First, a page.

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I've always wondered about the interpretation from the referee's point of view of assessing Rule 42, a charging penalty. To me, the definition of a charge seems a bit ambiguous in the rulebook:
"42.1 Charging - A minor or major penalty shall be imposed on a player who skates or jumps into, or charges an opponent in any manner. Charging shall mean the actions of a player who, as a result of distance traveled, shall violently check an opponent in any manner. A 'charge' may be the result of a check into the boards, into the goal frame or in open ice."
How do you determine that a check is 'violent' enough to be a charge? When is the 'distance traveled' the deciding factor in calling a charging penalty? Who determines that a player took to many strides before checking an opponent? (The strides thing especially bothers me, because you can argue that a player has always taken a certain number of strides in order be in motion, otherwise they would be standing still!)
Daniel Konderski, Grande Prairie, Alberta
(Please accept my apology for the late posting of this question. I was away from home all day picking up our youngest daughter at University in Maryland. Kara is the “baby” of our seven children. Yes refs have families too. I am fortunate to be married to ‘St. Kathleen.' None the less, I deserve two minutes for delay of blog.)
Daniel, welcome to our world of ambiguity. You are absolutely correct in your assessment.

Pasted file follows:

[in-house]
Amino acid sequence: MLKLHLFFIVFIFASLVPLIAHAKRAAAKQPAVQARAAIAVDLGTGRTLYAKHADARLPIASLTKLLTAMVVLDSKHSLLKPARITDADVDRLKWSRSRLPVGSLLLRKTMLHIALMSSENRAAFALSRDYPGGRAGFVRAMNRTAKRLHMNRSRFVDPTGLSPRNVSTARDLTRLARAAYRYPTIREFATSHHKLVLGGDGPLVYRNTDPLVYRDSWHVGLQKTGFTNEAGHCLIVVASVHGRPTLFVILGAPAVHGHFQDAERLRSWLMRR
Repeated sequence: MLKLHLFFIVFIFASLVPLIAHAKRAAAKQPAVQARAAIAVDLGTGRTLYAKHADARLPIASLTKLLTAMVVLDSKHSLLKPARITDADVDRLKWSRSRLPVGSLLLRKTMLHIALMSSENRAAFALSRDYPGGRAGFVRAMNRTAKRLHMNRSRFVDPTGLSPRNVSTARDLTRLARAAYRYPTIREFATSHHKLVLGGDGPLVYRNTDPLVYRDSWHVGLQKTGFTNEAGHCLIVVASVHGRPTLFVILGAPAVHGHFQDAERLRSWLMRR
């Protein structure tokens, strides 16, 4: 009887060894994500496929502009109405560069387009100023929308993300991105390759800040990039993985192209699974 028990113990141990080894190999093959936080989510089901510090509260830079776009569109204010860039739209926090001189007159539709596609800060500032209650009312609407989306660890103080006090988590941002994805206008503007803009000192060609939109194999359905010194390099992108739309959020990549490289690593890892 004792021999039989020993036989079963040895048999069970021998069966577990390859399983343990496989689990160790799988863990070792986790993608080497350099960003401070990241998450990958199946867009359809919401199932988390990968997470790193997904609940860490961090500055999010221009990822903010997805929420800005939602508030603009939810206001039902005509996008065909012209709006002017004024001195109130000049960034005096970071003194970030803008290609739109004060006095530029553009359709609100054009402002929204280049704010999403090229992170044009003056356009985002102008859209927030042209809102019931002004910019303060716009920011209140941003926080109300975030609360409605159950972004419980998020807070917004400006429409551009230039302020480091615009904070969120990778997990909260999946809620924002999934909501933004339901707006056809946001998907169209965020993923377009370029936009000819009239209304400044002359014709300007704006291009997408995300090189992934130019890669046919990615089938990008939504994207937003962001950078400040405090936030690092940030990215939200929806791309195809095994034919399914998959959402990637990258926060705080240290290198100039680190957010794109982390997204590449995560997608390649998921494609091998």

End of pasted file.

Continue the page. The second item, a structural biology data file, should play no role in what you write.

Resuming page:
When I signed my first contract with the NHL in 1973 the distance traveled relative to “charging” was spelled out as anything beyond “3 strides”. Since, as you pointed out, the player has to skate to get there (distance traveled) the standard evolved to allow the player to make a solid body check through a reasonable distance traveled so long as he glided the last few feet prior to contact. We permitted players to skate hard for 15-20 feet to deliver a body check as long as they didn't continue to “run” (stride) those last few feet. Contact was most often delivered to the center mass of an opponent with the intention of separating the man from the puck and not the head from his shoulders as we often see today. Two of the greatest checkers that I ever saw were Craig Ramsay (Buffalo Sabres & now coach of Atlanta Thrashers) and Bob Gainey (Montreal Canadiens). Both of them perfected the art of angling players and made body contact for the purpose of gaining puck possession; which most often they achieved. Their protégés that followed were Guy Carbonneau and currently, John Madden.
When the “New NHL” arrived after the lockout season and more speed was generated through the neutral zone, including quicker puck movement, there was a fear expressed in some camps that body checking and physicality would decline. Due to all the penalties that were being called through the obstruction learning curve for little touches that previously would have been let go, players became reluctant to risk playing a more physical style which they felt might land them in the penalty box for sure.